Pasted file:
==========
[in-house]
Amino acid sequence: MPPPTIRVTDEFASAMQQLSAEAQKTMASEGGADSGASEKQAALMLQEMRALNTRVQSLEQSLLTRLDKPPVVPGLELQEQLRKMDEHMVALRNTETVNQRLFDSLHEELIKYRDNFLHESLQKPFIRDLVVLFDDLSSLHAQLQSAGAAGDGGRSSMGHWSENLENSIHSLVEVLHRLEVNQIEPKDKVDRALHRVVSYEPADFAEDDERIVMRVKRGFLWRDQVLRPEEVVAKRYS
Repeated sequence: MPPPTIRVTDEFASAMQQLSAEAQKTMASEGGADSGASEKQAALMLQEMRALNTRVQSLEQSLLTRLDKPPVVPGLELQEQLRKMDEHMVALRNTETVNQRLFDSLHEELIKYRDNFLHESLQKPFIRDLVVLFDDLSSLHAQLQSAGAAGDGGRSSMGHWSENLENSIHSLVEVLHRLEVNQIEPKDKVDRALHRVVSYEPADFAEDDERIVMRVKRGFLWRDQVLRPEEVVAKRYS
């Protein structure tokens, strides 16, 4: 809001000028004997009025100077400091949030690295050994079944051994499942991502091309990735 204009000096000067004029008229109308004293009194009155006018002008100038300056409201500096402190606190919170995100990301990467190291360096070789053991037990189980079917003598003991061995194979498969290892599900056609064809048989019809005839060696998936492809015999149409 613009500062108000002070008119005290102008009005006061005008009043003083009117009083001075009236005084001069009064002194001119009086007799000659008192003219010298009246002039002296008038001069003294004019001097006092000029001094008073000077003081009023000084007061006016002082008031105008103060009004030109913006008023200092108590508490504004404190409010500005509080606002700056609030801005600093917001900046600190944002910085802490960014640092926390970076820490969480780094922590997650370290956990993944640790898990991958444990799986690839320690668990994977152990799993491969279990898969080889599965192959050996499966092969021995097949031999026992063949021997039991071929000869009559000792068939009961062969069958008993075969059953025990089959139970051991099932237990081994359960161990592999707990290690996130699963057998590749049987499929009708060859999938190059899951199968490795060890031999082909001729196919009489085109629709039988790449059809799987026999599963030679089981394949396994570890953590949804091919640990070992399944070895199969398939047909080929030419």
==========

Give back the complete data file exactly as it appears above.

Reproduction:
[in-house]
Amino acid sequence: MPPPTIRVTDEFASAMQQLSAEAQKTMASEGGADSGASEKQAALMLQEMRALNTRVQSLEQSLLTRLDKPPVVPGLELQEQLRKMDEHMVALRNTETVNQRLFDSLHEELIKYRDNFLHESLQKPFIRDLVVLFDDLSSLHAQLQSAGAAGDGGRSSMGHWSENLENSIHSLVEVLHRLEVNQIEPKDKVDRALHRVVSYEPADFAEDDERIVMRVKRGFLWRDQVLRPEEVVAKRYS
Repeated sequence: MPPPTIRVTDEFASAMQQLSAEAQKTMASEGGADSGASEKQAALMLQEMRALNTRVQSLEQSLLTRLDKPPVVPGLELQEQLRKMDEHMVALRNTETVNQRLFDSLHEELIKYRDNFLHESLQKPFIRDLVVLFDDLSSLHAQLQSAGAAGDGGRSSMGHWSENLENSIHSLVEVLHRLEVNQIEPKDKVDRALHRVVSYEPADFAEDDERIVMRVKRGFLWRDQVLRPEEVVAKRYS
């Protein structure tokens, strides 16, 4: 809001000028004997009025100077400091949030690295050994079944051994499942991502091309990735 204009000096000067004029008229109308004293009194009155006018002008100038300056409201500096402190606190919170995100990301990467190291360096070789053991037990189980079917003598003991061995194979498969290892599900056609064809048989019809005839060696998936492809015999149409 613009500062108000002070008119005290102008009005006061005008009043003083009117009083001075009236005084001069009064002194001119009086007799000659008192003219010298009246002039002296008038001069003294004019001097006092000029001094008073000077003081009023000084007061006016002082008031105008103060009004030109913006008023200092108590508490504004404190409010500005509080606002700056609030801005600093917001900046600190944002910085802490960014640092926390970076820490969480780094922590997650370290956990993944640790898990991958444990799986690839320690668990994977152990799993491969279990898969080889599965192959050996499966092969021995097949031999026992063949021997039991071929000869009559000792068939009961062969069958008993075969059953025990089959139970051991099932237990081994359960161990592999707990290690996130699963057998590749049987499929009708060859999938190059899951199968490795060890031999082909001729196919009489085109629709039988790449059809799987026999599963030679089981394949396994570890953590949804091919640990070992399944070895199969398939047909080929030419």